Despite months of controversy over last year’s state standardized exam, Indiana legislators have effectively dropped an effort to rescore the 2015 ISTEP.
A bill that was initially introduced to force a rescore of the problem-plagued test was quietly amended today to remove language that would have made a rescore possible. The bill itself — House Bill 1395, which would trigger an ISTEP review that could lead to the state scrapping the test completely by July 2017 — moved forward with an 8-3 vote in the Senate Education Committee today.
Some legislators remain concerned about the 2015 test, which was beset with scoring delays and technical glitches, but the $8 million to $10 million price tag on the rescore made that a tougher sell.
Committee Chairman Dennis Kruse, R-Auburn, said the high price of the rescore would have needed approval from the Senate Appropriations Committee. That could have doomed the bill, so the rescore was dropped.
Kruse also isn’t concerned that there’s a need for a rescore at all. He said he thinks the test itself was fine, but the problems have been with the technology used to administer and score the exam.
“It was the technical computer stuff that messed it all up,” Kruse said. “It wasn’t that the test wasn’t valid, and it wasn’t that the kids weren’t capable of answering the questions.”
The rescore measure was a big part of why the bill was introduced earlier this year. After the Indianapolis Star revealed possible scoring mistakes from test creator CTB, educators, legislators and members of the public raised concerns that scores might no longer be accurate, prompting Rep. Bob Behning, R-Indianapolis, to propose the bill.
Behning said if it was up to him, he’d have kept the rescore option in, though the Indiana Department of Education’s repeated assurances that the test is OK have reduced some of his concerns.
“If the education committee, the department, everybody is going to say 100 percent with guarantee that we will have no problem using it as a baseline next year, I’m OK with that,” Behning said.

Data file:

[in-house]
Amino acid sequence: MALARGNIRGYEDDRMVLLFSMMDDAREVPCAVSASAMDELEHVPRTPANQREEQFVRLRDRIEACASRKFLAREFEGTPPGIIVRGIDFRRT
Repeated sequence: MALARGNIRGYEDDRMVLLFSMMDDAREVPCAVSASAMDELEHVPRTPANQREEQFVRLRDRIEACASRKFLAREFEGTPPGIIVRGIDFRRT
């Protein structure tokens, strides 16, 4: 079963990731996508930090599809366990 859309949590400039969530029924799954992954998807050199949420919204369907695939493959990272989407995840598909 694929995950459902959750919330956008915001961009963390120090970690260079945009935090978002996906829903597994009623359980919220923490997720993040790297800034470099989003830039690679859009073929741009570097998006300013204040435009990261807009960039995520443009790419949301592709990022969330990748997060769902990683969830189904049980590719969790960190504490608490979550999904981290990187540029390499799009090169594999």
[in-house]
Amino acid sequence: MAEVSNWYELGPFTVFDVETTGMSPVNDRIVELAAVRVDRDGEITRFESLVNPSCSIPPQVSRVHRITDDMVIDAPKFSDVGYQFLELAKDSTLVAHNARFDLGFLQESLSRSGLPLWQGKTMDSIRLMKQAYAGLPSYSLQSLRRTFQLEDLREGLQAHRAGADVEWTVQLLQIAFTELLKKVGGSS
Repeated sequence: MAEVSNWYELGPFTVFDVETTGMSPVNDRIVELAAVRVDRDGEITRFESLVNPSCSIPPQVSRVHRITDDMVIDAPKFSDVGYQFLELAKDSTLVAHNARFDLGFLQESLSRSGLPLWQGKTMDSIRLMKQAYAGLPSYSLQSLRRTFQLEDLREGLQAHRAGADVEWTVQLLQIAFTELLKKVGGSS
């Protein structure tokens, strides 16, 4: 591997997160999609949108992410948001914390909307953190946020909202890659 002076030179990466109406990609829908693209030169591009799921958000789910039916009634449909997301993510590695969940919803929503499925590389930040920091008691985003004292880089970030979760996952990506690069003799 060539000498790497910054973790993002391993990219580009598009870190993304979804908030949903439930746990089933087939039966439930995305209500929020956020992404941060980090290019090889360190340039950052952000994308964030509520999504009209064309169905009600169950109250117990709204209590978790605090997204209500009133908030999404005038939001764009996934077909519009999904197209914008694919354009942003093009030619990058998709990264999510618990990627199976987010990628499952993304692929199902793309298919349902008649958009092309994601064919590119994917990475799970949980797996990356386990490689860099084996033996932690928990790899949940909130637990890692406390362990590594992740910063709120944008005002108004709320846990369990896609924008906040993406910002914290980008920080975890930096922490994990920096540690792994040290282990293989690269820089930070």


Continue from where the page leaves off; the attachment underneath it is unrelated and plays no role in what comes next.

When the bill went before the Indiana House earlier this month, where it passed 86-11, Behning had already scaled back the bill’s language, instead allowing the board to rescore a smaller sample of test scores at a lower cost rather than all 500,000 tests that kids took last year.
State Superintendent Glenda Ritz and state board officials have said this year that they stand by the validity of last year’s test. The board announced at its last meeting that the results of a review by independent test experts showed no major problems with the accuracy of test scores. Marc Lotter, the board’s spokesman, said the board did not have a position on removing the rescore option from the bill.
“Given the potential cost to taxpayers, we will follow the direction of the Legislature on that issue,” Lotter said in an email.
The amended bill, now focused exclusively on the future of ISTEP, will next advance to the full Senate.
Other changes to the bill made today include new rules for selecting who will serve on the committee charged with deciding ISTEP’s fate, as well as the scope of that committee. The unamended bill called for a committee to study the state’s entire testing and accountability system — the current version revolves mainly around testing. The amended bill also calls for the committee to include an expanded group of educators and policymakers appointed by Ritz, Gov. Mike Pence, and Republican legislators.
A separate amendment to make Ritz a co-leader of the committee failed.
Behning said he doesn’t agree with all the changes to the bill, but he accepts that amendments are part of the legislative process. The focus, he said, should remain on Indiana’s next generation of tests.
“This process works in such a way that we all have to negotiate,” Behning said. “Obviously it’s still my bill, there’s conference committee and we’ll continue to have the debate.”